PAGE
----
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Kresta in the Afternoon

Kresta in the Afternoon – April 2, 2014 – Hour 1

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"Heaven is for Real"

  • Description: Heaven Is for Real is the true story of a four-year old son of a small town Nebraska pastor who experienced heaven during emergency surgery. He talked about looking down to see the doctor operating and his dad praying in the waiting room. The family didn’t know what to believe but soon the evidence was clear. In heaven, Colton met his miscarried sister whom no one ever had told him about and his great-grandfather who died 30 years before Colton was born. He shared impossible-to-know details about each. It’s now a major film in theaters everywhere April 16. We talk to the real life Todd Burpo, Colton’s father.
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What Works: Common Sense Solutions for a Stronger America

  • Description: Solutions ... not theories. Political progress ... not political posturing. Faith…not unbelief. Instead of the constant jockeying for political advantage, columnist Cal Thomas is here to focus on what promotes the general welfare, regardless of which party or ideology gets the credit. Thomas probes and provides answers to questions like, Why must we constantly fight the same battles over and over? Why don't we consult the past and use common sense in order to see that what others discovered long ago still works today? And why does present-day Washington too often look like the film Groundhog Day, with our elected officials waking up each day only to repeat identical talking points from previous days, months, and years? Cal joins us
  • Segment Guests:
    • Cal Thomas
      Cal Thomas has been observing the dysfunction in Washington for thirty years in one of the most popular syndicated columns in the country. He writes the Common Ground column for USA Today (with his liberal Democrat friend, Bob Beckel) and regularly appears on Fox News. He began his career in radio-TV-and print at the age of 16. 2014 marks the 30th anniversary of his syndicated column.
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      • Book(s):

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What Works: Common Sense Solutions for a Stronger America (continued)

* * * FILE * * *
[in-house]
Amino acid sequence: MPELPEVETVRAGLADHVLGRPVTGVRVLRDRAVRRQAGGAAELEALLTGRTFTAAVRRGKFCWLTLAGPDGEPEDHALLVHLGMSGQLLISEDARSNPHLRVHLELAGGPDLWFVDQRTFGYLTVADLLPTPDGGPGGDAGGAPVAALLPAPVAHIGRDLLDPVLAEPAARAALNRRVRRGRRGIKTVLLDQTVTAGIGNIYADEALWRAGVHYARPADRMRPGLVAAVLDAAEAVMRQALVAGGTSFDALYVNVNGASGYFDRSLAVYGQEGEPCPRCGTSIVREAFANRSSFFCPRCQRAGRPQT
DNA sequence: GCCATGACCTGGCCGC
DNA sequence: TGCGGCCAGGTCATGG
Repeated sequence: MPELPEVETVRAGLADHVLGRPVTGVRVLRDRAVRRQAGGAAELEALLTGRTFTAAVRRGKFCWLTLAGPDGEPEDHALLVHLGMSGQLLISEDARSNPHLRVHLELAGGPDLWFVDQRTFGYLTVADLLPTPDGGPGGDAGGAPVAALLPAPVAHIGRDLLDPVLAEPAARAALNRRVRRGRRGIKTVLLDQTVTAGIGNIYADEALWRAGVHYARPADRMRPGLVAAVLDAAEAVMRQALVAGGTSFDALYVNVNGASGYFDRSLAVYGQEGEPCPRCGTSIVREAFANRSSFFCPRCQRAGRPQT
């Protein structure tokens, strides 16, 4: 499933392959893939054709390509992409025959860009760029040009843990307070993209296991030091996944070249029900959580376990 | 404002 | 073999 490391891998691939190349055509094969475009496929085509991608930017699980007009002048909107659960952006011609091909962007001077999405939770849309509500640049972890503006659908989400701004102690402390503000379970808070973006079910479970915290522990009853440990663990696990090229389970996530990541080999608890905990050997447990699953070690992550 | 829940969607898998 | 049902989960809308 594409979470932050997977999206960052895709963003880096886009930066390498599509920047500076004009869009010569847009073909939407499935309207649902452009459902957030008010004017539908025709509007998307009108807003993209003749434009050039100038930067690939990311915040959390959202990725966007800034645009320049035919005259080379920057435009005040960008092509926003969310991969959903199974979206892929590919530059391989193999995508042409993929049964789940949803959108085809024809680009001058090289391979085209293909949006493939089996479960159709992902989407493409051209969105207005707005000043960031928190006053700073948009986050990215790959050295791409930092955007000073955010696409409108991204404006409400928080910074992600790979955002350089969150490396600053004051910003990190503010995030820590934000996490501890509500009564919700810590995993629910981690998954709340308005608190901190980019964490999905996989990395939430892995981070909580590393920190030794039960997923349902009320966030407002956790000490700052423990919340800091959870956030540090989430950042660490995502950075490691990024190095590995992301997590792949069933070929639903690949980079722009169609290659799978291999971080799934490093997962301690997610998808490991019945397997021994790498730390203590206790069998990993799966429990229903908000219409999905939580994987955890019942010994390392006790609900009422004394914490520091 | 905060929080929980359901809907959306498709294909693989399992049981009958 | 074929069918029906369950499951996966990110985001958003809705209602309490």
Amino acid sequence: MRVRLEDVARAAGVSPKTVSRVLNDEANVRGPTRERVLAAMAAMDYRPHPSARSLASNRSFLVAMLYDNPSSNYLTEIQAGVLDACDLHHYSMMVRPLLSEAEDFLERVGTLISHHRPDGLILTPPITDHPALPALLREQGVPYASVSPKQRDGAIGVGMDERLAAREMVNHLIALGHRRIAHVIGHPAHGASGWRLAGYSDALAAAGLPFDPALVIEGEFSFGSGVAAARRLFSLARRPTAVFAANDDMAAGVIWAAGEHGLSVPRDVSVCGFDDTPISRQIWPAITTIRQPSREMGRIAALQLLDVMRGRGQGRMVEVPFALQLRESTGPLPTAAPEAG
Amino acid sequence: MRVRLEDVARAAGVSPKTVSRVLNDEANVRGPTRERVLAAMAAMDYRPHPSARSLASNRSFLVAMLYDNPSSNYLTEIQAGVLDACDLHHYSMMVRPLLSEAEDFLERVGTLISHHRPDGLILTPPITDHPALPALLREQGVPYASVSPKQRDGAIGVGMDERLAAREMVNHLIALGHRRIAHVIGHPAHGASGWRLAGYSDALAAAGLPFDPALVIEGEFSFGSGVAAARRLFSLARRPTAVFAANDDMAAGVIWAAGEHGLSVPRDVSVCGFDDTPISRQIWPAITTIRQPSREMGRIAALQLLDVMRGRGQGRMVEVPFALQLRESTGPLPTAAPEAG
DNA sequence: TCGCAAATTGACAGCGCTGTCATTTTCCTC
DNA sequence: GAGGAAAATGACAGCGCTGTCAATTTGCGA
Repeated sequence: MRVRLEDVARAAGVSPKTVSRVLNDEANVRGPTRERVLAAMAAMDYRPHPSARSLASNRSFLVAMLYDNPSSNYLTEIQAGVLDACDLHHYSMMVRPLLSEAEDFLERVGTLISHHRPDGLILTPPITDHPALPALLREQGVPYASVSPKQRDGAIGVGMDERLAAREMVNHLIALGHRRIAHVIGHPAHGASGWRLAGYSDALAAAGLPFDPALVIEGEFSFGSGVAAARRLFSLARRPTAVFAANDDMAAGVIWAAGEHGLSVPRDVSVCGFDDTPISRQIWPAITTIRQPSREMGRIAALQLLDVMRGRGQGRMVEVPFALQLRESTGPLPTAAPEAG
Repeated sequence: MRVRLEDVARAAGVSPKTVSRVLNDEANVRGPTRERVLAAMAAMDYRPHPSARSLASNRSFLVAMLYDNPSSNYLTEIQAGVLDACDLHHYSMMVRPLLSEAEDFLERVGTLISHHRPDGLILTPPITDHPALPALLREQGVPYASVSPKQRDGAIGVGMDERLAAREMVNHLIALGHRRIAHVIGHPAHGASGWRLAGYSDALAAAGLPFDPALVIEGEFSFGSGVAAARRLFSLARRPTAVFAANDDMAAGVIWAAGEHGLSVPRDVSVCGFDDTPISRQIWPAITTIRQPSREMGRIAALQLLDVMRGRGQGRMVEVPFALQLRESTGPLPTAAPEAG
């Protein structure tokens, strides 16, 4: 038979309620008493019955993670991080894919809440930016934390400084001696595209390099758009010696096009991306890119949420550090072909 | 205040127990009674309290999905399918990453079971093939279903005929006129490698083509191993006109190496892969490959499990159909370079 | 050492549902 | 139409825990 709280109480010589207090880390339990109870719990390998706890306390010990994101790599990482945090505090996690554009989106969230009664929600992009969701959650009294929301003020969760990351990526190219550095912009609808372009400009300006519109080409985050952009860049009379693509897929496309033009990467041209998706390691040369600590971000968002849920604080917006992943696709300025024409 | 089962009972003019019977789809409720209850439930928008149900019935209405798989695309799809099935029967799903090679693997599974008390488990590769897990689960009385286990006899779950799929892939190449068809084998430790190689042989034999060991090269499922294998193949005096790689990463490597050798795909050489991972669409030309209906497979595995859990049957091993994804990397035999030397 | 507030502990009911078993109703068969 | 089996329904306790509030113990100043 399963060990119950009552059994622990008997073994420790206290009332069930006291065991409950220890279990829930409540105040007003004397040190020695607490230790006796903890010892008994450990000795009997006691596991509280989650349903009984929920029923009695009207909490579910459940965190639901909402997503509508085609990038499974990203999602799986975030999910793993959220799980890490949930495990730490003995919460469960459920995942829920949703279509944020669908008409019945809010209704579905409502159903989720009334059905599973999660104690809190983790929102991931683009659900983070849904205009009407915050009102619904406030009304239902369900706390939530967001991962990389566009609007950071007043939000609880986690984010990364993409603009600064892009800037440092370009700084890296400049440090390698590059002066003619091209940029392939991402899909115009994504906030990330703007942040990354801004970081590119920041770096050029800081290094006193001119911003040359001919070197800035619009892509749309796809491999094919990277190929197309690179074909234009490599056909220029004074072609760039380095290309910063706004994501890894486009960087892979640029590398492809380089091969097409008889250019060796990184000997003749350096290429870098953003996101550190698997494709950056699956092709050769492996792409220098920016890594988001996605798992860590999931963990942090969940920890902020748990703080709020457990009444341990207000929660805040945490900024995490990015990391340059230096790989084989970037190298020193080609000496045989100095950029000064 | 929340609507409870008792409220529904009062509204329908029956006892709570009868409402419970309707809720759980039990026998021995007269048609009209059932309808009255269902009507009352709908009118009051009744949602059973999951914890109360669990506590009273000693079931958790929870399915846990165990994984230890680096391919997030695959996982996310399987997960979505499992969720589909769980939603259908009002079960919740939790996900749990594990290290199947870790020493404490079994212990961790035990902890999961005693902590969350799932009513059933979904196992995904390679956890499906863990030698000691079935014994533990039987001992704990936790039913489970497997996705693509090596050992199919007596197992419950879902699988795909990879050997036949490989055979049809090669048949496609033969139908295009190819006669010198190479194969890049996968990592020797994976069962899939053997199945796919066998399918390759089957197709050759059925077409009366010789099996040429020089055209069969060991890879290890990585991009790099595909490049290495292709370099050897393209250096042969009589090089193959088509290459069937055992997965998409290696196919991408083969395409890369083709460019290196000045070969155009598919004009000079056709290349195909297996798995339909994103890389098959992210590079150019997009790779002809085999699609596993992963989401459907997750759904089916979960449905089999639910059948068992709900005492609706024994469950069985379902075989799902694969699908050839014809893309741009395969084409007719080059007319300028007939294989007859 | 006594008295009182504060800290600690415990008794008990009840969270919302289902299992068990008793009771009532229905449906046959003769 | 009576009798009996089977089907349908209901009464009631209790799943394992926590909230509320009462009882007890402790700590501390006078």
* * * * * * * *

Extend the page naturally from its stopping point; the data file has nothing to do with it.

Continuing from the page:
Kresta in the Afternoon – April 2, 2014 – Hour 2

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What Would Ronald Reagan Say About Current Issues We Face: Russia, Religious Liberty, Debt, and More?

  • Description: Perhaps no other president's name is invoked by politicians as much as Ronald Reagan's. Every election, as presidential hopefuls jockey for the Republican nomination, each one claims to be a Reagan conservative. But are these candidates truly carrying on the mantle of Ronald Reagan, or are they abusing the memory of our great president? Paul Kengor, author of many books on Reagan, looks at the principles that lie at the crux of Reagan's conservatism; Freedom, Faith, Family, Sanctity and Dignity of Human Life, American Exceptionalism, The Founders' Wisdom and Vision, Lower Taxes, Limited Government, Peace Through Strength, Anti-Communism, and Belief in the Individual. We ask Paul to tells us what Reagan would do if he was facing examples of abuse of these principles we find today.
  • Segment Guests:
    • Paul Kengor
      Paul Kengor is a professor of political science at Grove City College. He is the executive director of the College's Center for Vision and Values. Kengor earned his bachelor's degree and PhD from the University of Pittsburgh and his master's degree from American University. He is married to Susan Kengor and has seven children.
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What Would Ronald Reagan Say About Current Issues We Face: Russia, Religious Liberty, Debt, and More? (continued)

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What Would Ronald Reagan Say About Current Issues We Face: Russia, Religious Liberty, Debt, and More? (continued)

Kresta in the Afternoon – April 1, 2014 – Hour 1

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Direct to My Desk - Noah: Did you see it and what did you think?

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Direct to My Desk - Noah: Did you see it and what did you think? (continued)

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Direct to My Desk - Noah: Did you see it and what did you think? (continued)

Kresta in the Afternoon – April 1, 2014 – Hour 2

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Direct to My Desk - Noah: Did you see it and what did you think?

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Direct to My Desk - Noah: Did you see it and what did you think? (continued)

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Direct to My Desk - Noah: Did you see it and what did you think? (continued)

Kresta in the Afternoon – March 31, 2014 – Hour 1

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What's a Person to Do?: Everyday Decisions That Matter

  • Description: From Internet access to lottery tickets, pet ownership to R-rated entertainment, we re faced with more ethical decisions than we might realize, every single day. What s a person to do -- especially when there is no definitive Catholic teaching on a subject? Do we just brush off these pesky moral dilemmas? Do we happily live in the gray areas of life and simply go along with conventional wisdom? Or do we make an honest attempt to face these moral questions head on? The way we deal with these seemingly small ethical decisions can have a huge impact on our own lives as well as those of our children and families. This book is an ethical toolbox, providing you with a process for making confident choices, asking yourself challenging questions, developing moral virtue, and discovering deeper happiness.
  • Segment Guests:
    • Dr Mark Latkovic
      Dr. Mark S. Latkovic is professor of moral and systematic theology at Sacred Heart Major Seminary in Detroit, Michigan, and the author of numerous articles, essays and other writings on moral theology. He is also a nationally known speaker, panelist, reviewer and consultant. Dr. Latkovic and his wife Christine have four children
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What's a Person to Do?: Everyday Decisions That Matter (continued)